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Posted inMusic

Greg Puciato embarks on his first-ever solo tour, and anything could happen

There’s busy, and then there’s Greg Puciato busy. In the thick of his 16-year tenure fronting metalcore act the Dillinger Escape Plan, he got involved in several other endeavors, including wide-ranging postmetal project Spylacopa, alt-metal supergroup Killer Be Killed, and synthwave act the Black Queen. Since the band’s dissolution in 2017 he’s continued to carry […]

Posted inArts & Culture

Backyard bacchanal

Station Eleven, the impactful TV show based on Emily St. John Mandel’s novel of the same title, follows a motley crew of survivors around the Great Lakes region following a pandemic that killed all but .1 percent of the world’s population. As they renegotiate the human condition sans societal infrastructure, the nomadic band of protagonists […]

Posted inArts & Culture

A new life for Carol Day

This is the tale of an unlikely trio who came together to save the legacy of a brilliant artist nearly lost to history, British illustrator David Wright. It’s also the origin story of Lance Hallam—an oversize, exquisitely bound book of glorious artwork destined to be displayed.  Listening to them talk about it, you would think […]

Posted inStaff notes

Little treat season

In my household, we’re currently celebrating “little treat” season. It occurs every year just as Chicago is shaking off the winter weather; on days when it’s extra sunny or unseasonably warm, my partner and I allow ourselves to go out and get a little treat. Now, “little treat” can mean anything from a shared iced […]

Posted inTheater Review

Mothers of the revolution

India Nicole Burton’s Panther Women: An Army for the Liberation has already played at Cleveland Public Theatre and Indianapolis’s Phoenix Theatre as part of the National New Play Network’s rolling world premiere program. But it’s hard to imagine a more apt setting for Burton’s choreopoem in celebration of the women in the Black Panther Party […]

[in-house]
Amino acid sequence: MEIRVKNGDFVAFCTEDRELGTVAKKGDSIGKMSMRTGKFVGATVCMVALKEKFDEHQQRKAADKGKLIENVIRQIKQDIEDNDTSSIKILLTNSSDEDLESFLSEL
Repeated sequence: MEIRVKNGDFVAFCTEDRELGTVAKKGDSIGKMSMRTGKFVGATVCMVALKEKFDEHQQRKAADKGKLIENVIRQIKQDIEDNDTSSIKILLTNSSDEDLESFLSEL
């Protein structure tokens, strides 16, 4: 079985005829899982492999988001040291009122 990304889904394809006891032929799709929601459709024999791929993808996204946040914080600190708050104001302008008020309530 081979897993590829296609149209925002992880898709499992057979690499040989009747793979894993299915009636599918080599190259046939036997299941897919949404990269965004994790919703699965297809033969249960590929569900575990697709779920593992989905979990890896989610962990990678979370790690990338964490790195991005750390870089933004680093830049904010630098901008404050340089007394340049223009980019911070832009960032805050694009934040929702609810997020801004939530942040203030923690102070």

Posted inTheater Review

At a loss for words

Romantic comedies depend on miscommunication. It’s why we love them. It’s comforting to see that everyone stumbles over their words. Our greatest tool for self-expression often mutates into its most frustrating obstruction. AstonRep Theatre Company’s The Language Archive, a comic-drama written by Julia Cho and directed by Dana Anderson, plays on this ironic tension through […]

Posted inTheater Review

Showfolk follies

I’m generally not a huge fan of material wherein creative folk in any discipline—theater, film, publishing, music—turn to their own profession for inspiration. If a movie is about filmmaking, or a novel is about a tortured novelist, or a singer crows about how hard life is on the road, I check out pretty quickly. So […]

Posted inTheater Review

Timely Twain

The dramaturgy displays alone for Mercury Theater Chicago’s Big River, based on Adventures of Huckleberry Finn, taught me more about Mark Twain’s 1830s-set, biting antislavery novel than I learned from studying the book in junior high, high school, undergrad, and grad school combined. First off, the musical (music and lyrics by Roger Miller, book by […]

Posted inTheater Review

Big-box problems

If verisimilitude and timeliness were all it took to create a great play, Ken Green’s world premiere comedy-drama about working in big-box retail would be a home run. Its dialogue captures every cliche and bit of doublespeak in the corporate human resources dictionary, not to mention every grouse and plaint ever uttered in a workplace—and […]